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Cooktown Queensland

An unspoilt jewel at the northern tip of Australia, the Cape York Peninsula.

At a Glance

Cooktown, despite being a relatively quiet and small town, has a rich history where the well-known explorer James Cook came ashore to repair his sailing vessel and encountered the native peoples. This historic event is permanently perpetuated in the town as a reenactment of Cook’s landing and encounter with the indigenous people is held every year during the Cooktown Discovery Festival.

Near to the tropical coast, Cooktown is renowned for its high-quality tasty sea products. It is also known for the black marlins that lurk its waters, attracting thousands of fishers to come every year attempting to catch this rare creature. Of course, Cooktown is not lacking in its natural charm too. A near distance away lies several natural attractions such as tropical hills, sandy beaches and colourful reefs that you can take time to explore.



Where is Cooktown?


Cooktown is 2034 kilometres northwest of Brisbane.

Cooktown is located on the eastern side of the Cape York Peninsula north of Cairns. It is located at the mouth of the rushing Endeavour River facing the Pacific Ocean. The town is flanked by a small 431 metres high Mount Cook. There is an airport present in the town and the best way to go to Cooktown is via plane flights.


Things to see in Cooktown


Grassy Hill

Grassy Hill offers 360° views of this small historical town steeped in Aboriginal culture with a healthy. Also, the views from the lighthouse in every direction are extraordinary! The Sunrise and sunset from Grassy Hill are worth a million dollars! Recommend to all of you have an early visit whilst staying in Cooktown!

Grassy Hill

Image Courtesy Tourism And Events Queensland


James Cook Museum

Housed in the old Sisters of Mercy convent and James Cook Museum are a great display and detailed accounts of James Cooks landing and the history of Cooktown. The old Sisters of Mercy convent has been repurposed, beautifully restored, and artfully augmented to tell a complete story of James Cook's arrival and how it affected the local peoples. History often reflects only one viewpoint on events from the past, but this museum strives to include perspectives from all involved. Not to be missed when in Cooktown.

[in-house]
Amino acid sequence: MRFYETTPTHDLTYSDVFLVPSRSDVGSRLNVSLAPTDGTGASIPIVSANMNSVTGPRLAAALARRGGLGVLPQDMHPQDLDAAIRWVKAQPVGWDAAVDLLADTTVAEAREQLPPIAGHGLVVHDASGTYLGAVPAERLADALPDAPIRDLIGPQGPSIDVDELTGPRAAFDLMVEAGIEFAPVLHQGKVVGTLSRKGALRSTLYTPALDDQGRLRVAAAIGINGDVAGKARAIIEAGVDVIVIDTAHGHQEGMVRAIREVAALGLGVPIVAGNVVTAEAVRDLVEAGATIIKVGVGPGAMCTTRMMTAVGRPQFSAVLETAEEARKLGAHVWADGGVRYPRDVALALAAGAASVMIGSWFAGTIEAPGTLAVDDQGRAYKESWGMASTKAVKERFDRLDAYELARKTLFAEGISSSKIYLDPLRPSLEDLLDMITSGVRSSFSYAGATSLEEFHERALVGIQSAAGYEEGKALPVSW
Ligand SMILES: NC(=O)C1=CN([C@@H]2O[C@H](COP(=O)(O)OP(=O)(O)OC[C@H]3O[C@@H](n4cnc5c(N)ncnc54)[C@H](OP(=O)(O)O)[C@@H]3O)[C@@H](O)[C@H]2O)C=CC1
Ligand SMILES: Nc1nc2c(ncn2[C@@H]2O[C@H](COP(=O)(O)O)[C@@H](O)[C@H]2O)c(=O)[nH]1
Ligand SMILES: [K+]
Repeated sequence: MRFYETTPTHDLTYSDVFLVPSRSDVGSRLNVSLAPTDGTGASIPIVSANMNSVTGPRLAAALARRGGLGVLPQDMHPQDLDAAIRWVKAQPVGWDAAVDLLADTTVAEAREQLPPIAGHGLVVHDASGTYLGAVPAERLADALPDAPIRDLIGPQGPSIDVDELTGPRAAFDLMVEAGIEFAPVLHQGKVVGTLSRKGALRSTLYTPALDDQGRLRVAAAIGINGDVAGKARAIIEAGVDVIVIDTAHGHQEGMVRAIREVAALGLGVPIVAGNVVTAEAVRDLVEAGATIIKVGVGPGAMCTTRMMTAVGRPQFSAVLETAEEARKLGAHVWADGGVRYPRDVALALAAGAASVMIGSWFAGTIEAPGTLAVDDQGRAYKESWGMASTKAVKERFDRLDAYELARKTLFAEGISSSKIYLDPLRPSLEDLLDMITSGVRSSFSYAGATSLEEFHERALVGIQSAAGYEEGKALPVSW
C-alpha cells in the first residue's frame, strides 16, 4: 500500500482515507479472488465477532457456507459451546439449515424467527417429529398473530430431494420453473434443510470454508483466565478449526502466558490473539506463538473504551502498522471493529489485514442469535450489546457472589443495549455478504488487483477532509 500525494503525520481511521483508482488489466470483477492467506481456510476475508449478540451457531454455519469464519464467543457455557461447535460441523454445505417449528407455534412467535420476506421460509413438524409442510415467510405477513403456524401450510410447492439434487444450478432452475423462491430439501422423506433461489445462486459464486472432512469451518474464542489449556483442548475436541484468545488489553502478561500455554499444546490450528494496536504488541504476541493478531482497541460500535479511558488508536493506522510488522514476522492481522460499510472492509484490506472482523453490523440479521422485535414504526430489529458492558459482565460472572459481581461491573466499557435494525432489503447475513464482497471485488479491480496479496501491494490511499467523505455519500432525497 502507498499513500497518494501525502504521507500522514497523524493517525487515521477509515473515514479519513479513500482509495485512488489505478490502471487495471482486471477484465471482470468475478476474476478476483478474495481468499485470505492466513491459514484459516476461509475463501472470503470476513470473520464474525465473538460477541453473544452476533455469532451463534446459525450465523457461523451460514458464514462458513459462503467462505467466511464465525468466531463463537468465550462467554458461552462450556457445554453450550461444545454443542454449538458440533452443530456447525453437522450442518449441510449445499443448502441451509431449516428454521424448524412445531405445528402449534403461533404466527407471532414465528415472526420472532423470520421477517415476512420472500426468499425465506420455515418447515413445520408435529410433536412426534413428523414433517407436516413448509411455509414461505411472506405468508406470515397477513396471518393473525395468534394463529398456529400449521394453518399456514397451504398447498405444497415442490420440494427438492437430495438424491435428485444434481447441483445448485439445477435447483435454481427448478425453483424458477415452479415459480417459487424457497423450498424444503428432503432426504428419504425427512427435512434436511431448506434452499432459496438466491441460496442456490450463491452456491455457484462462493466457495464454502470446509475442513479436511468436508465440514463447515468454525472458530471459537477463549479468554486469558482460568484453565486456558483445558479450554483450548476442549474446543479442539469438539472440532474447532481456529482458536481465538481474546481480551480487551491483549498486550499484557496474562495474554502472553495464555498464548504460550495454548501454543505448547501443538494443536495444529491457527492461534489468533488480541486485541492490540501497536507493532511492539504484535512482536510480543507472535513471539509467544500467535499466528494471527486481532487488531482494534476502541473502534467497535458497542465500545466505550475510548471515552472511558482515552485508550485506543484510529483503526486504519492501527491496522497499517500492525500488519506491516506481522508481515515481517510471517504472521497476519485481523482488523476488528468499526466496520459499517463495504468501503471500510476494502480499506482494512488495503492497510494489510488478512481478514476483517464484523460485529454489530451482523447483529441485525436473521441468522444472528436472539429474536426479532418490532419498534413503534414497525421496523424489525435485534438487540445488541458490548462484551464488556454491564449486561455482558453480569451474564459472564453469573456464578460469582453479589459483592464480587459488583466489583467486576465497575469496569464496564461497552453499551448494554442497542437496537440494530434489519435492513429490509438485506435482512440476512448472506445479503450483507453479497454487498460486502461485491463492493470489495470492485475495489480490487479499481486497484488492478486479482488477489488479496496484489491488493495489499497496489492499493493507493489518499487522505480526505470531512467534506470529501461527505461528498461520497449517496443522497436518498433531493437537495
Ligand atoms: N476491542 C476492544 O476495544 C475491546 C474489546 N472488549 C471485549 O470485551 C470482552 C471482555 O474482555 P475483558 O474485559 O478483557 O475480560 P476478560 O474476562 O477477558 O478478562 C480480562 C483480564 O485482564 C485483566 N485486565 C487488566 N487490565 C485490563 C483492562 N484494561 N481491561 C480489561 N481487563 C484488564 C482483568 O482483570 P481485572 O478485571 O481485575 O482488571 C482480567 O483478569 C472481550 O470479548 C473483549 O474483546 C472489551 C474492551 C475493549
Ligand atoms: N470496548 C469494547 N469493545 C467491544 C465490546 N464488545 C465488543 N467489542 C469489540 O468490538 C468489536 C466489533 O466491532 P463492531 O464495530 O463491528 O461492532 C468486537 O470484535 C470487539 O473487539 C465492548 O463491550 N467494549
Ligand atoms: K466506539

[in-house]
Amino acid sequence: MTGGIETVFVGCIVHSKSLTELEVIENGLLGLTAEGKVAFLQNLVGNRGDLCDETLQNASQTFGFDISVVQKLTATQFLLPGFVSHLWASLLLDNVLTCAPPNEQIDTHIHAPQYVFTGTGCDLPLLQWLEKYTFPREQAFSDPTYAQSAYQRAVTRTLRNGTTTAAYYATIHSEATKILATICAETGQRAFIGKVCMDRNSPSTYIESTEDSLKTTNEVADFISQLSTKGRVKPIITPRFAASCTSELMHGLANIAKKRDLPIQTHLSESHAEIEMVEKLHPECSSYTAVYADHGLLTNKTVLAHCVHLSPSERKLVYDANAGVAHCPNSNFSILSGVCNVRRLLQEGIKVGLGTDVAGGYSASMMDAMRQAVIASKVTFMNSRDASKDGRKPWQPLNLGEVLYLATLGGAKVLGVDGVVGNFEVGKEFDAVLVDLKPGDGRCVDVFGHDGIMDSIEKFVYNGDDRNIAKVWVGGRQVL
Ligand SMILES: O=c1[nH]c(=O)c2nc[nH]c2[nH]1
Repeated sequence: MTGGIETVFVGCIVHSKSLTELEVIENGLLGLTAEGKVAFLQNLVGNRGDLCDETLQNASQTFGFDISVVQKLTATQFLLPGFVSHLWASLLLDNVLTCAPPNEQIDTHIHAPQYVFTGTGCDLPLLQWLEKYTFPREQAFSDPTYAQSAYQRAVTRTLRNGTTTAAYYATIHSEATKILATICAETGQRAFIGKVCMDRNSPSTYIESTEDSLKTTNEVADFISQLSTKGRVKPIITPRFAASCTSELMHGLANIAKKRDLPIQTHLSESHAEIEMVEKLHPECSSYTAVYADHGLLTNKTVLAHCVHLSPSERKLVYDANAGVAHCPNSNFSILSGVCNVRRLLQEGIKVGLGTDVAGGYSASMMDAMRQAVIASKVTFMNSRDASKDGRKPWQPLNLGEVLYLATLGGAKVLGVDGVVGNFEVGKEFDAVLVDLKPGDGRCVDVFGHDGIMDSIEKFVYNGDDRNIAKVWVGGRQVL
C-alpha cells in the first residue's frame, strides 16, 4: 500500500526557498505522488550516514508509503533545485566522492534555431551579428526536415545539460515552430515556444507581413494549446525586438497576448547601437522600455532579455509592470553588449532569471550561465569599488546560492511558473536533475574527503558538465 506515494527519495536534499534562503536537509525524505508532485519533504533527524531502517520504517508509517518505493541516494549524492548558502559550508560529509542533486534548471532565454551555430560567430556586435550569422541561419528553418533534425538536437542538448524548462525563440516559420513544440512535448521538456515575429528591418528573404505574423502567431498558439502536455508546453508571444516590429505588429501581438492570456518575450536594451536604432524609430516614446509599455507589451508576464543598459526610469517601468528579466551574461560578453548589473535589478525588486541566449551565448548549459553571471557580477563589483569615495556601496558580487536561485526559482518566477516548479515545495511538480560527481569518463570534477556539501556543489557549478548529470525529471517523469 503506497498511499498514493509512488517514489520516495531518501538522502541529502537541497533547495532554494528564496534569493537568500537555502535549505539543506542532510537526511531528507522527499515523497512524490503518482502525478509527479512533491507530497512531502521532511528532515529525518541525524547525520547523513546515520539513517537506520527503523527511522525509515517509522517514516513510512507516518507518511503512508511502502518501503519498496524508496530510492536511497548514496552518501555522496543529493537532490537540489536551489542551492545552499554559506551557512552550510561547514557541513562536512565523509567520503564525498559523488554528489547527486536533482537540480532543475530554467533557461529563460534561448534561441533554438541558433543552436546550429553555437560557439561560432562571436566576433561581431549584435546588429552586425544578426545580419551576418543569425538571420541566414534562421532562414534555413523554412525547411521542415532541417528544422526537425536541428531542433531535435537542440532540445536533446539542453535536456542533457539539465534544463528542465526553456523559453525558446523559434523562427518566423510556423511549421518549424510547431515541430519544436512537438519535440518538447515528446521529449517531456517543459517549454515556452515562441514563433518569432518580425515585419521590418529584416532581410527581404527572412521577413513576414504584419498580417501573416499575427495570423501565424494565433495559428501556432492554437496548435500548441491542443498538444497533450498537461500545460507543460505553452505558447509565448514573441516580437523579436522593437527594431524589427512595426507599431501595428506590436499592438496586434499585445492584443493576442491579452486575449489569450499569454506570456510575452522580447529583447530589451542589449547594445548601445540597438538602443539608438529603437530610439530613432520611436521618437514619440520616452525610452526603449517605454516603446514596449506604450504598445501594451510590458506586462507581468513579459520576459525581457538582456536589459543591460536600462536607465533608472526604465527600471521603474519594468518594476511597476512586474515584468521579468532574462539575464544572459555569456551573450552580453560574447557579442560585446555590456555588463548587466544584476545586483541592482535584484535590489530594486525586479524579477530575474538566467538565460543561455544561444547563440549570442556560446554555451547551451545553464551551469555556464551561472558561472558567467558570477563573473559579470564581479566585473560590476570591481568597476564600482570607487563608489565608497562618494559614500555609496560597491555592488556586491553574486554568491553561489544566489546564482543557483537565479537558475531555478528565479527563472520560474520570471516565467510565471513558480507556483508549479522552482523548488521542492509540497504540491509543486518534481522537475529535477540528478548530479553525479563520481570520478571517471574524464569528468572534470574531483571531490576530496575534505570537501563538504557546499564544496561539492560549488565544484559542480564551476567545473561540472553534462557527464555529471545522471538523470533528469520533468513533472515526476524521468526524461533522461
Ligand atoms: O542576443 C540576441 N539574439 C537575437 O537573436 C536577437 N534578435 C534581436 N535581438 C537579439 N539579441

Finch Bay

A lovely beach with huge rocks to clamber across, lovely sandy beach but don't go in the water as the crocodiles also live here. Stay well back & enjoy the scenery. You can also walk around to Cherry Tree Bay from here. Also, this is a beach frequented by local dog owners and offers a great area for kids to run around the way kids are supposed to. Water is shallow at low tide and great for a paddle.

Finch Bay

Image Courtesy Tourism And Events Queensland


Trevathan Falls

To arrive the Trevathan Falls, you require a 4WD and a bit of a hike. But because of the above, more often than not, you will find this magnificent place all to yourself. Heaps of wildlife e.gfrilled neck lizards, spotted monitores, blue tonges, two lined dragons, pythons. Several very flat rocks for unique picnic experience. Always tidy. Everyone who does manage to get up there, the place fills you with awe and respect. Waterpool is cool and deep throughout the year. Highly recommended. And poor access turns getting there into an adventure.



What's the weather like?


Located in the Tropical Far North, Cooktown has a tropical climate where rain mostly falls during the wet season and the winter months are dry. Despite that, light showers can still fall during dry season due to tropical winds. In Summer (December to February), the average maximum temperature is 31°C with an average minimum of 24°C. In Winter (June to August), the average maximum temperature is 26°C with an average minimum of 19°C.


Get to know Cooktown's history


The region around Cooktown was called ‘Gangaar’ by the native people, meaning the place of the rock crystals. It was a site to trade quartz crystals, which was used by the native people in religious ceremonies. In 1770, James Cook’s sailing vessel was damaged on the Endeavour Reef and a repair is mandatory. The vessel landed near the mouth of the Endeavour River for repairs and was met by the local Aboriginal Guugu Yimithirr tribe which were friendly. Here was where the name of the iconic animal - the kangaroo - came from as Cook learnt that the inhabitant of the land called it ‘gangurru’. A minor skirmish ensued after Cook failed to comply with a demand from the local inhabitants. Ultimately, said conflict was resolved and reconciled, marking the first ever reconciliation between Europeans and Indigenous Australians.

After gold was discovered in the Palmer River, a port is established to export the mineral on the Endeavour River in 1873. During the gold rush, there was a strong presence of the Chinese community, who played an important role in establishing market gardens and shops, providing fruits and vegetables. After the gold rush, the population began to decline and several natural disasters that has struck the town further accentuated the decline.

Today, Cooktown’s importance has been revived as it became a popular tourist destination, with proper transportation infrastructure in place to support the industry. In a 2011 census, Cooktown has a population of about 2,339 people.